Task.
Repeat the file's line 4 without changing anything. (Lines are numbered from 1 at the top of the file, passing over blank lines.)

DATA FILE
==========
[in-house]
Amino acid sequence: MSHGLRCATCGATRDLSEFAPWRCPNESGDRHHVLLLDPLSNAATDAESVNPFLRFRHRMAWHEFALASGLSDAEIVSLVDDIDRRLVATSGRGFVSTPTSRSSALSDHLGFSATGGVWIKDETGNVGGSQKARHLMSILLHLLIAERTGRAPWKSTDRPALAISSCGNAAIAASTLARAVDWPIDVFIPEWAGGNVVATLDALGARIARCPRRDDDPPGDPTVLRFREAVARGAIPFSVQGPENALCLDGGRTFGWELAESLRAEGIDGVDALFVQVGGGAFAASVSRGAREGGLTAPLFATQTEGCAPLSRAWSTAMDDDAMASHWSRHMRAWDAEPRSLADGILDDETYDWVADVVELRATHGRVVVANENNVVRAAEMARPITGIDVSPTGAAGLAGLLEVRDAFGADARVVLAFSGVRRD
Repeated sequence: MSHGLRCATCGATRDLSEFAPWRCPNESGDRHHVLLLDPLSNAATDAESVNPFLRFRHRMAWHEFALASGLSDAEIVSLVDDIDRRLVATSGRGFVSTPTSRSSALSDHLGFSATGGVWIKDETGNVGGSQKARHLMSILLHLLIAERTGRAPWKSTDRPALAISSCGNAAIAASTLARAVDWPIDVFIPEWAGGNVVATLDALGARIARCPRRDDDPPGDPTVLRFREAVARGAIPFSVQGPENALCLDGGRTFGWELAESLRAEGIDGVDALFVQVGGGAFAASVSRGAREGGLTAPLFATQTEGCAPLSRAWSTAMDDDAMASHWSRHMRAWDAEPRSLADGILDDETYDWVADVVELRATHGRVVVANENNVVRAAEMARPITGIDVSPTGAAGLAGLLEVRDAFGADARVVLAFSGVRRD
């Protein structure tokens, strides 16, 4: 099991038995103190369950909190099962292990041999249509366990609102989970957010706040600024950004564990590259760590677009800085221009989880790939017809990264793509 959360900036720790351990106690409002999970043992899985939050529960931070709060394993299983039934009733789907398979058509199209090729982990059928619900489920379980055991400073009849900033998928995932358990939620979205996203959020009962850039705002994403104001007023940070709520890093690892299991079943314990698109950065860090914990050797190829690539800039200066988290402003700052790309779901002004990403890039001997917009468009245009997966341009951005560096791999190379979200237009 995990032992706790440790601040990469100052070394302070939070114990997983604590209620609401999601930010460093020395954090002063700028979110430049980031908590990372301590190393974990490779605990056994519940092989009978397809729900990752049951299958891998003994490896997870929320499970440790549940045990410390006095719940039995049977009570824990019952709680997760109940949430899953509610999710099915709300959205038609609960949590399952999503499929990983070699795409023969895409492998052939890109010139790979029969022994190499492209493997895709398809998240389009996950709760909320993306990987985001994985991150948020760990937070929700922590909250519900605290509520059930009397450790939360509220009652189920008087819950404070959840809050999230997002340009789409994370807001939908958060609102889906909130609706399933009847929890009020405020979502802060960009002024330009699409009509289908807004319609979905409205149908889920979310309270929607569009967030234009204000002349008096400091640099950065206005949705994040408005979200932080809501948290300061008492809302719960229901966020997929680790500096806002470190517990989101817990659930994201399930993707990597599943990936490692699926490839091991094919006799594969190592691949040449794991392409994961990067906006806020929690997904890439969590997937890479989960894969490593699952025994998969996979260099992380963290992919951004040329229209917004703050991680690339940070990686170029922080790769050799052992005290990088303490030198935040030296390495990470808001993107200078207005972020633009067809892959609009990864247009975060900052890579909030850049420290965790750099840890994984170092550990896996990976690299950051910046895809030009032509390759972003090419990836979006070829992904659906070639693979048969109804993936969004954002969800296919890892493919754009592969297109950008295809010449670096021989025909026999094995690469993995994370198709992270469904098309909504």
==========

């Protein structure tokens, strides 16, 4: 099991038995103190369950909190099962292990041999249509366990609102989970957010706040600024950004564990590259760590677009800085221009989880790939017809990264793509 959360900036720790351990106690409002999970043992899985939050529960931070709060394993299983039934009733789907398979058509199209090729982990059928619900489920379980055991400073009849900033998928995932358990939620979205996203959020009962850039705002994403104001007023940070709520890093690892299991079943314990698109950065860090914990050797190829690539800039200066988290402003700052790309779901002004990403890039001997917009468009245009997966341009951005560096791999190379979200237009 995990032992706790440790601040990469100052070394302070939070114990997983604590209620609401999601930010460093020395954090002063700028979110430049980031908590990372301590190393974990490779605990056994519940092989009978397809729900990752049951299958891998003994490896997870929320499970440790549940045990410390006095719940039995049977009570824990019952709680997760109940949430899953509610999710099915709300959205038609609960949590399952999503499929990983070699795409023969895409492998052939890109010139790979029969022994190499492209493997895709398809998240389009996950709760909320993306990987985001994985991150948020760990937070929700922590909250519900605290509520059930009397450790939360509220009652189920008087819950404070959840809050999230997002340009789409994370807001939908958060609102889906909130609706399933009847929890009020405020979502802060960009002024330009699409009509289908807004319609979905409205149908889920979310309270929607569009967030234009204000002349008096400091640099950065206005949705994040408005979200932080809501948290300061008492809302719960229901966020997929680790500096806002470190517990989101817990659930994201399930993707990597599943990936490692699926490839091991094919006799594969190592691949040449794991392409994961990067906006806020929690997904890439969590997937890479989960894969490593699952025994998969996979260099992380963290992919951004040329229209917004703050991680690339940070990686170029922080790769050799052992005290990088303490030198935040030296390495990470808001993107200078207005972020633009067809892959609009990864247009975060900052890579909030850049420290965790750099840890994984170092550990896996990976690299950051910046895809030009032509390759972003090419990836979006070829992904659906070639693979048969109804993936969004954002969800296919890892493919754009592969297109950008295809010449670096021989025909026999094995690469993995994370198709992270469904098309909504």